Volume - 3 : Issue - 3

Published : Jul. - Sep. 2004

Group : Humour


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Daan-Punj Sindhi Style

“Give me so that i may give”

By Arun Babani

Noted philanthropist of the Sindhi community, Shri Chander Manghnani of Hotel Rosewood recently related an incident: Sri Satya Sai Baba, His Guru, was approached by some Sindhi tycoon, who wanted to donate a huge sum to ‘Baba’. The God-man told his secretary to stop the tycoon from entering his room and refusing his donation, he said, “This man is after publicity. His money would hinder my work, not help it.” A donation however large, but offered with a pinch of selfishness, doesn’t reach its goal, concludes Mr. Manghnani.

The Sindhi community, over past five decades has gone through varied situations, with many flourishing Sindhi ventures, as well as many failures and downfalls. And so the phenomenon of philanthropy has been an active element in our community. From Sindhi poor ladies’ marriages, to publishing young writings, donations have been part of many worthy causes. There was a time in the sixties and seventies, when every book published, even books by high ranking revolutionary visionaries had the first and last few pages filled with advertisements of well wishers encouraging culture and creativity. Infact the entire gamut of Sindhi culture, whether it is literature or music, theatre or film, ‘dharamshalas’ or schools, has been managed by the kind hearted and conscious hand of Sindhi philanthropy. From awarding talent to helping poor, from curing the sick and aged to sponsoring T.V. serials, it has been the Sindhi donors who have seen the community through thick and thin.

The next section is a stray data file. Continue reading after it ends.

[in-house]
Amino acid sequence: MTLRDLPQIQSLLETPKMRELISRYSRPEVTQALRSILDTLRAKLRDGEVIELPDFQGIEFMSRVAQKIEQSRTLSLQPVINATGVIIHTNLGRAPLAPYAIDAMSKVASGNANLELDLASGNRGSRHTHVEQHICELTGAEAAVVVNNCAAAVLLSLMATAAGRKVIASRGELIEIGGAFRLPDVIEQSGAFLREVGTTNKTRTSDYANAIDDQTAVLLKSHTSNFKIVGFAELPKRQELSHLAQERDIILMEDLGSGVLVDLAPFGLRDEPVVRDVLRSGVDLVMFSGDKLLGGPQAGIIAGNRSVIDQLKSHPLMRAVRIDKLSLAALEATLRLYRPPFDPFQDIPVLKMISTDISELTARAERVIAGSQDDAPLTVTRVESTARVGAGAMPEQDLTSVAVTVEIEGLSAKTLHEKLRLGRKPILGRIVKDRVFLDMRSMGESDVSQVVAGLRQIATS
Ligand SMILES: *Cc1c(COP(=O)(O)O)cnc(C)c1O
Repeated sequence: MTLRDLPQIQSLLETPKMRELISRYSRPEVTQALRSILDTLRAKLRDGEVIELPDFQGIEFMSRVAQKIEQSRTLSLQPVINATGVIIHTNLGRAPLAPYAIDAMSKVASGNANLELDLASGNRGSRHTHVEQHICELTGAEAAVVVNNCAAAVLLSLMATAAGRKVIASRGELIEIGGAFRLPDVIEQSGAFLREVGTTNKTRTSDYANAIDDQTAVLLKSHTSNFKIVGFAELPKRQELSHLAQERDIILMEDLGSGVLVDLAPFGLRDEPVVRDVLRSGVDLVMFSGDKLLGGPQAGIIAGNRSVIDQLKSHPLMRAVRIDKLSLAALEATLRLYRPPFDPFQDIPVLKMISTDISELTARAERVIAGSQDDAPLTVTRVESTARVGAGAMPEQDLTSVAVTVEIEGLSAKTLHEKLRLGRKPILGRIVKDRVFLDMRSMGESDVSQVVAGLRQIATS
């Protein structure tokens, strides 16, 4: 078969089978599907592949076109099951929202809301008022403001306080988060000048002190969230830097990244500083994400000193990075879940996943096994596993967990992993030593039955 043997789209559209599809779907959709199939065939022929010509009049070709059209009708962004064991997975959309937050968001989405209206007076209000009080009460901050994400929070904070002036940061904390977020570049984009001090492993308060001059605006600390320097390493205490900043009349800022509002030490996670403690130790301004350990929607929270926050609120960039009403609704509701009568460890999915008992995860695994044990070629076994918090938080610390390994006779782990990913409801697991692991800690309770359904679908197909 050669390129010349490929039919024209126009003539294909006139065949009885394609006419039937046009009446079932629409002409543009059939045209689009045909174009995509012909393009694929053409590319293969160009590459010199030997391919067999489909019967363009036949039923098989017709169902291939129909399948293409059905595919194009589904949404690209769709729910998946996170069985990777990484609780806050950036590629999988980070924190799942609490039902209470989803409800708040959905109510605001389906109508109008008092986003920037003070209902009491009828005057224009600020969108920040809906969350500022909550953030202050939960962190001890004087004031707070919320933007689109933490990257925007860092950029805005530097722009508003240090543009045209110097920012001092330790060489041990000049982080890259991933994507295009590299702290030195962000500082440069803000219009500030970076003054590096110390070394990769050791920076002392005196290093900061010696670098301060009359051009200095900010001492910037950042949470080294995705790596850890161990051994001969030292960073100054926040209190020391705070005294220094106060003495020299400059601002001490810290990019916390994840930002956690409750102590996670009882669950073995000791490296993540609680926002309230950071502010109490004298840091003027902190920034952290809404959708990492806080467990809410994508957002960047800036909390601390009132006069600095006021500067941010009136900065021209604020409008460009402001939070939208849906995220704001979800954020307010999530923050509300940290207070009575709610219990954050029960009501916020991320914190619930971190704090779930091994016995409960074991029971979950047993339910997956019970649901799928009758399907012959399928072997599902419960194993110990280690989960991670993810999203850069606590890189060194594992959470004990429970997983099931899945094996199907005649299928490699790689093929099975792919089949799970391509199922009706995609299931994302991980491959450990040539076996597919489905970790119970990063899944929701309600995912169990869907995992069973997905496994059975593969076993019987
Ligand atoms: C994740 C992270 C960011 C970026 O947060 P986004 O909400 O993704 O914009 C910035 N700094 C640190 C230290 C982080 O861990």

The reasons for Sindhis depending for all their projects on donations are simple.

Sindhis being refugees, scattered without a state to call their own, have had a very step-motherly support from governments of all hues and shades so far. Even for a simple Sindhi library, or a small Sindhi warishala, the Sindhis usually have to find their own resources from within, rather than spread their palms in front of the powers. And so the Sindhi donations, gifts and prizes come in to fulfil that  needed and valuable support for the displaced community.

In a similar way, the Parsi community too has fulfilled many of its community projects through philanthropy. In fact it is a matter of pride for the Sindhi community that apart from purely Sindhi projects, they have played a role during many national emergencies like the Gujarat Rehabilitation programmes or Kutch Earthquake rehabilitation or even smaller but important projects like eye donations, blood donations and so on.

On the flip side of philanthropy, there is some misuse of this branch of helping humans in the Sindhi community also. One knows of many instances where donations are offered at a price label, either for cheap publicity or for some prestigious post or seat of power. There have been instances where business houses or social organisations have twisted the arm with an eye for personal rewards. But these kind of incidents keep happening in human society and is part and parcel of being human.

But by and large, Sindhi community has depended largely on philanthropy or donations to fulfil major helpline projects which have been a blessing to the community and helped it grow.

The Sindhi word for donations is exemplary – ‘Daanpunj’. Sindhis use two words. One is ‘Daan’ which is sufficient as donation, but they add ‘Punj’ which literally means virtue. Together the Sindhi word for donation is the virtue of donation (daanpunj). Further, Sindhis grow up believing ‘Daan-punj’ is a short cut to blessings of heaven. There is small wonder, that almost every Sindhi is a philanthropist at heart, because he prays to God every morning, “de ta diyen”, which means ‘give me so that I may give’.